Struggles Across Borders: Resisting Climate Breakdown and State Violence

Struggles Across Borders: Resisting Climate Breakdown and State Violence


Hi everyone. Thanks so much. This is like, a full room. So thanks so much for
coming to my talk. I’m really, really glad to
be here for Unity Through Diversity Week. And you know the
other thing, as John was mentioning in
the introduction, actually, my mom taught
here at Highline College almost 30 years ago. She taught Spanish here. So I feel really honored
to be here again, you know. I guess, so it’s a
nice coincidence. OK, so the topic of
my discussion today is, as you can see here,
“Struggles Across Borders– Resisting Climate Breakdown
and State Violence.” And so you might notice that
I’m using the word “climate breakdown,” as opposed
to “climate change.” And the reason
for this is that I think that this describes
our situation more accurately than simply, “climate change.” Climate change kind of implies
like, a passive process, like it’s kind of
happening, it’s kind of like a natural process. But what’s actually happening
is that the climate is at risk of breaking down entirely. So I’m going to split up
my comments in three parts. I’m going to give a
theoretical introduction about this problem. I’m going to give some examples
of cross-border resistance, both against
environmental destruction, and against state violence. And try to answer this very
important question, which is, how is it that we
can resist these trends toward environmental
destruction, reassert our power collectively,
and remake our world so as to actually stave off
this horrible threat that we are facing. So I want to begin by discussing
borders and sovereignty. And I’m going to
give some examples through my life and
my work, and I just want to mention them here. So No Más Muertes,
or No More Deaths, is a group on the border
with Arizona and Mexico. SIPAZ is the
International Service for Peace, where I worked in
Mexico, almost 10 years ago, for a year. And then Palestine, I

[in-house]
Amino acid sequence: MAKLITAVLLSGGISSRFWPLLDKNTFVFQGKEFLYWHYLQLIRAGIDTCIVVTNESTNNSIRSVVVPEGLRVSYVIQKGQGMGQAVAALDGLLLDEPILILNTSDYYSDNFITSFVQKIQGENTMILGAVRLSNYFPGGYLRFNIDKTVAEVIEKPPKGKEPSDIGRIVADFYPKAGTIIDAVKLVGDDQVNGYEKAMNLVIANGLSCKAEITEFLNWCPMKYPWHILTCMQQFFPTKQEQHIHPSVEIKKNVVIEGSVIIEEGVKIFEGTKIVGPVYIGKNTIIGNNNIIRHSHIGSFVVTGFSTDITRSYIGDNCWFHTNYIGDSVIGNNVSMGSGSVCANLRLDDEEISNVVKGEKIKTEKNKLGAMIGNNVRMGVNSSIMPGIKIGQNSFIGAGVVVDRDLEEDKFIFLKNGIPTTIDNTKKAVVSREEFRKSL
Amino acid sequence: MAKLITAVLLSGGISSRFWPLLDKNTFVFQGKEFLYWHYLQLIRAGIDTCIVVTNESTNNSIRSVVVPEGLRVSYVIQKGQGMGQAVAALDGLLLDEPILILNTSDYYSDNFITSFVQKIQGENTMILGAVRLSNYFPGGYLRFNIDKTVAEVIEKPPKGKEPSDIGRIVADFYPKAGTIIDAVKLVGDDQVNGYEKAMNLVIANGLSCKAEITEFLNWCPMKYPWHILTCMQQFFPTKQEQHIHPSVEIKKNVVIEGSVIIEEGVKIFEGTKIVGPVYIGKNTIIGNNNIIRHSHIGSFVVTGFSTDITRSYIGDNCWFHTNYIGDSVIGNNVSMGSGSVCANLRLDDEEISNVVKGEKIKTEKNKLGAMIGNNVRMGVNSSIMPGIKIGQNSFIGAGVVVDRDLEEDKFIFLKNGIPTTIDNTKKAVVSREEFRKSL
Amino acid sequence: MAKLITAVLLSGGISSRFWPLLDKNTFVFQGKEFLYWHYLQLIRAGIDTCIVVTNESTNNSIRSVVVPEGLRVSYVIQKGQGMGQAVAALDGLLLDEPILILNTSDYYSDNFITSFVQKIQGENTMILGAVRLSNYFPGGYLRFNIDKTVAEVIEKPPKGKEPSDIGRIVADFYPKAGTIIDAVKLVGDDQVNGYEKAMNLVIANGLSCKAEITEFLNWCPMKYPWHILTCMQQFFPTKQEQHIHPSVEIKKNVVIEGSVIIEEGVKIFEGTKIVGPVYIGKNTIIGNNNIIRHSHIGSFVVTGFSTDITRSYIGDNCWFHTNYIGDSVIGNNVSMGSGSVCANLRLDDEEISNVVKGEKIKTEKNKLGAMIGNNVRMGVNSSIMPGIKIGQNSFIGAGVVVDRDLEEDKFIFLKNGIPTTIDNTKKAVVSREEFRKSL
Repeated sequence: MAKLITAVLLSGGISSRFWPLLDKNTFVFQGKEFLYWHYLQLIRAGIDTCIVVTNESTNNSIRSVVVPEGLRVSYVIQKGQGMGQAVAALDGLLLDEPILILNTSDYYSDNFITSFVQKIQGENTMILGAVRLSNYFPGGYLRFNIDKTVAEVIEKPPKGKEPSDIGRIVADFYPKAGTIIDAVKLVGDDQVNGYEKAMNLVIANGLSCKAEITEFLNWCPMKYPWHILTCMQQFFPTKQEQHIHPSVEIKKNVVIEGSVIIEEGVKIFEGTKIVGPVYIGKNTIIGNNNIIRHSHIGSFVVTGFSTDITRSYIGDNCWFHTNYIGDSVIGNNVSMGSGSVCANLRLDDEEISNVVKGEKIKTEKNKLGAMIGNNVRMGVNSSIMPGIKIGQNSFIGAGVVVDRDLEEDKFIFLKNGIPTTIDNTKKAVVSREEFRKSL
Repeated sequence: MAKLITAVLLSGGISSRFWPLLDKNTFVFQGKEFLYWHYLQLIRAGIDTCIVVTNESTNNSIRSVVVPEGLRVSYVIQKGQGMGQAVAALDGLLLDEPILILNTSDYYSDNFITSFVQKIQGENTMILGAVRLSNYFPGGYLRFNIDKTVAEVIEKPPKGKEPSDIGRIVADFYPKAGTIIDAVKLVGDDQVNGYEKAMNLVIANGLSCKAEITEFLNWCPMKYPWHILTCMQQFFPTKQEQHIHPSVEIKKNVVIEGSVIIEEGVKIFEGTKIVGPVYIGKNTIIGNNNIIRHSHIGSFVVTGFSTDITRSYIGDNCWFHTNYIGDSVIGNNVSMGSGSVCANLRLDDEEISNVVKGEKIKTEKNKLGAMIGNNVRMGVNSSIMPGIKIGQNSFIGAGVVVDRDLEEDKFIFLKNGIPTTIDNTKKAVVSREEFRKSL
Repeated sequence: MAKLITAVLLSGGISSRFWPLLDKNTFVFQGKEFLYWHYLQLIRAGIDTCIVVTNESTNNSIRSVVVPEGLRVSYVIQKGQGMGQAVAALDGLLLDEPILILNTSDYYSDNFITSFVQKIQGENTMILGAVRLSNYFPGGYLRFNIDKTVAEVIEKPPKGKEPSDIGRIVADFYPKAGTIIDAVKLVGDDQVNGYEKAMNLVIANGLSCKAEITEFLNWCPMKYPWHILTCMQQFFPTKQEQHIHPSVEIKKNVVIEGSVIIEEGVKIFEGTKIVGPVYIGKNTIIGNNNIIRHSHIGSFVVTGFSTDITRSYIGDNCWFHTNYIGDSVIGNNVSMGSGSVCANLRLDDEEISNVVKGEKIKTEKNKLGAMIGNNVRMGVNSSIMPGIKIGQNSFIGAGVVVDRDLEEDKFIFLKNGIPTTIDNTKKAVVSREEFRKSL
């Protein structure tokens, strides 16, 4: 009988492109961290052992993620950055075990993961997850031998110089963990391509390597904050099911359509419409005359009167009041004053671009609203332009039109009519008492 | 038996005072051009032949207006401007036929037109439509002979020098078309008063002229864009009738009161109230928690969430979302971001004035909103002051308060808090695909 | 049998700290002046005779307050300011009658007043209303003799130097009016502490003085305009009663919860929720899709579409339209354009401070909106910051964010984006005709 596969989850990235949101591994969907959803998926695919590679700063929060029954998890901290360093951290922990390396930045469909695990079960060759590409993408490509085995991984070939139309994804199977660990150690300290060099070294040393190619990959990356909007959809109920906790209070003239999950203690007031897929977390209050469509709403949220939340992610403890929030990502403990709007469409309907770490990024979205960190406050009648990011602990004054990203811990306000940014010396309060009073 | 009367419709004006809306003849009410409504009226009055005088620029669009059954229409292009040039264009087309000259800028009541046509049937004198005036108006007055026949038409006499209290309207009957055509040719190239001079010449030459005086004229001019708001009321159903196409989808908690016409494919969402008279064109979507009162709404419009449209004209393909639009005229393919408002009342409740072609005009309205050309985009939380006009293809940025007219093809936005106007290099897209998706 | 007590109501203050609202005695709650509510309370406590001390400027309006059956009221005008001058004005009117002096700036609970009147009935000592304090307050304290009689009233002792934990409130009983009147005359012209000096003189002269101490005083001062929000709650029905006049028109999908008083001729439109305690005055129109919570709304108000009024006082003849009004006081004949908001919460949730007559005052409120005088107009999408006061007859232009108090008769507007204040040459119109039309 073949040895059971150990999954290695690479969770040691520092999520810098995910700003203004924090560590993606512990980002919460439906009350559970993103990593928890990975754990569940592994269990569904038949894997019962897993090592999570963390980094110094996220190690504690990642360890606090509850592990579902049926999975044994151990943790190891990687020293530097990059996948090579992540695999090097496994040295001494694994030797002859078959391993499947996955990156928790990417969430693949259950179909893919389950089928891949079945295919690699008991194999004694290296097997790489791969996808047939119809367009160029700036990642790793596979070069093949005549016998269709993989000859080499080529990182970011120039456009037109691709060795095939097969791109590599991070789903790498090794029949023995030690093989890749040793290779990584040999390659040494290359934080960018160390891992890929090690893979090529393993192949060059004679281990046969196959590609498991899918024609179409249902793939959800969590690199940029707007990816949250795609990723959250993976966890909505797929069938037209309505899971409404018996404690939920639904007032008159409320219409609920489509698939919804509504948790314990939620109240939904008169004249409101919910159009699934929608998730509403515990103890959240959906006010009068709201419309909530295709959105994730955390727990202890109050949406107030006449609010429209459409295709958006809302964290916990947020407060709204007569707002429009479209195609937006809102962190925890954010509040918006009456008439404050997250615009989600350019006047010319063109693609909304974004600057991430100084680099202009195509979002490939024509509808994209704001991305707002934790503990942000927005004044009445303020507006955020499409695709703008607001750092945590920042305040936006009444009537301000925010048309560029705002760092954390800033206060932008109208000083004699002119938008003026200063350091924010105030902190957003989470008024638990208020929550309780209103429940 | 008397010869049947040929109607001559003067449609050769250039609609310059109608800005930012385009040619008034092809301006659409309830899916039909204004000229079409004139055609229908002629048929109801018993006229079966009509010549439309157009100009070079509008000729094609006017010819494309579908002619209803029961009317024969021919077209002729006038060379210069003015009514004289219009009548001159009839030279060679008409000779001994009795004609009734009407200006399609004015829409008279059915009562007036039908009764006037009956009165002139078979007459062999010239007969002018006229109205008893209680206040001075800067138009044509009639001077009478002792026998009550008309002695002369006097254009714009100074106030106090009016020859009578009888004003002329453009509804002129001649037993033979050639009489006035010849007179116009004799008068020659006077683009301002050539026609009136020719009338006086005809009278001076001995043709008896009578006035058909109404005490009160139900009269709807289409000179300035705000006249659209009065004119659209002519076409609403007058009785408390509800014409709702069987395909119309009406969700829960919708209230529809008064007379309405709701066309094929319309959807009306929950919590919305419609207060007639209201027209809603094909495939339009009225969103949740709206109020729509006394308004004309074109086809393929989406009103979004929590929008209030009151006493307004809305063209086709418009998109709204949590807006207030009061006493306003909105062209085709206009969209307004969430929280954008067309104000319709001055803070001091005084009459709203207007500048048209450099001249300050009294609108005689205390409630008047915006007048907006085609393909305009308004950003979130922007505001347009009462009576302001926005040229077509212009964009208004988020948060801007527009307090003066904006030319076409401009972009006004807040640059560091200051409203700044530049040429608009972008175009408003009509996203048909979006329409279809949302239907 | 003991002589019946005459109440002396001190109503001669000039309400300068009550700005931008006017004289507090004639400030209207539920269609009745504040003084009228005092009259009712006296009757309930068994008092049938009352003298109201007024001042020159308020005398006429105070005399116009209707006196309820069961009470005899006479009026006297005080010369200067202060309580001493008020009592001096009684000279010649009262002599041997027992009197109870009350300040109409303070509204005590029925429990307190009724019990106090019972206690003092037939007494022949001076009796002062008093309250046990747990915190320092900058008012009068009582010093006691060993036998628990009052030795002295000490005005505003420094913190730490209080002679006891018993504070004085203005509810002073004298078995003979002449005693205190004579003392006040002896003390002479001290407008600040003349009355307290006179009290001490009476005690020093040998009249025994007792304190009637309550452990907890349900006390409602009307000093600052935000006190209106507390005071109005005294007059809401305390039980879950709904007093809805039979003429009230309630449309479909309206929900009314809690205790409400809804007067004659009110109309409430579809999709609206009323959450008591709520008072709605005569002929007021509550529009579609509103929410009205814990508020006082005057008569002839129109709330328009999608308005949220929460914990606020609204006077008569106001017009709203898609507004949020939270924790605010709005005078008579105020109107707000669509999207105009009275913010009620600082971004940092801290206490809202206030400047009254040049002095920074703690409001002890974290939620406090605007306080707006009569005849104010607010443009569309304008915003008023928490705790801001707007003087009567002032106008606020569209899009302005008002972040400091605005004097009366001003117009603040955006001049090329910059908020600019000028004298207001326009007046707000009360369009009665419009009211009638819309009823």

was there for six months in the West Bank. Syria, I’ve never
been to Syria, but I have been involved with
solidarity movements with the people of Syria
in the last few years. So I want to just
give, as I said, a theoretical introduction
to this problem. So in order to
understand what’s going on with the environment
and the climate, I think we really need to look
at the institutions that are governing our society, right? So I want to just begin by
discussing, what is the state? The state, it’s another
word for government, and it’s really actually
a very recent invention. It goes back to the Treaty of
Westphalia in Europe, 1648. So states can be said to
basically be institutions that govern a given territory– as the sociologist
Max Weber said– states have a monopoly over
the effective use of force, or the legitimate use of force
within a given territory. So if you think about the
police, or the military, this is what Weber
is getting at. And in general, the state is a
pyramidal social institution. That is to say, it is not an
egalitarian or collective one. Rather, there is a concentration
at the top of power, and a small group of people
basically decide politics for the rest of the
country and of the world. So I just want to pose
the question, like, do you see any borders here? No, right? I mean, borders are
entirely arbitrary. We can say that if you look
at the US-Mexico border with Texas, there is the
Rio Grande, for example. There’s many different
rivers, and mountain ranges, and things that
throughout history have served as like, an effective
boundary, or border. But when we talk
about borders, we’re talking about specific
social institution, and we’re talking
about the state. So I mean borders are
arbitrary, as you can see here, it’s just another representation
of the same thing. OK and then the second main– the second main
social institution I want to talk about here
today is capitalism, right? And capitalism
describes our economy, how it is that we organize
production, consumption, distribution, and so on. So of course, capitalism
doesn’t mean “the economy.” Rather, if we look
at human history, from Mesopotamia
to the present– and even before all of that
happened, before the state even arose with agriculture in the
Middle East several thousand years ago– so we see that capitalism is
a specific form of economy, right? And it’s organized around
the principle of profit. That is to say, making more
money than you spend in a given business operation, right? And so there is some
debate about when it is that this
economic system began. Some historians say
that it began with 1492, when Columbus quote unquote
“discovered” the New World. Or you can also say
that the early 1600s. And I just want to
give to two definitions for trying to understand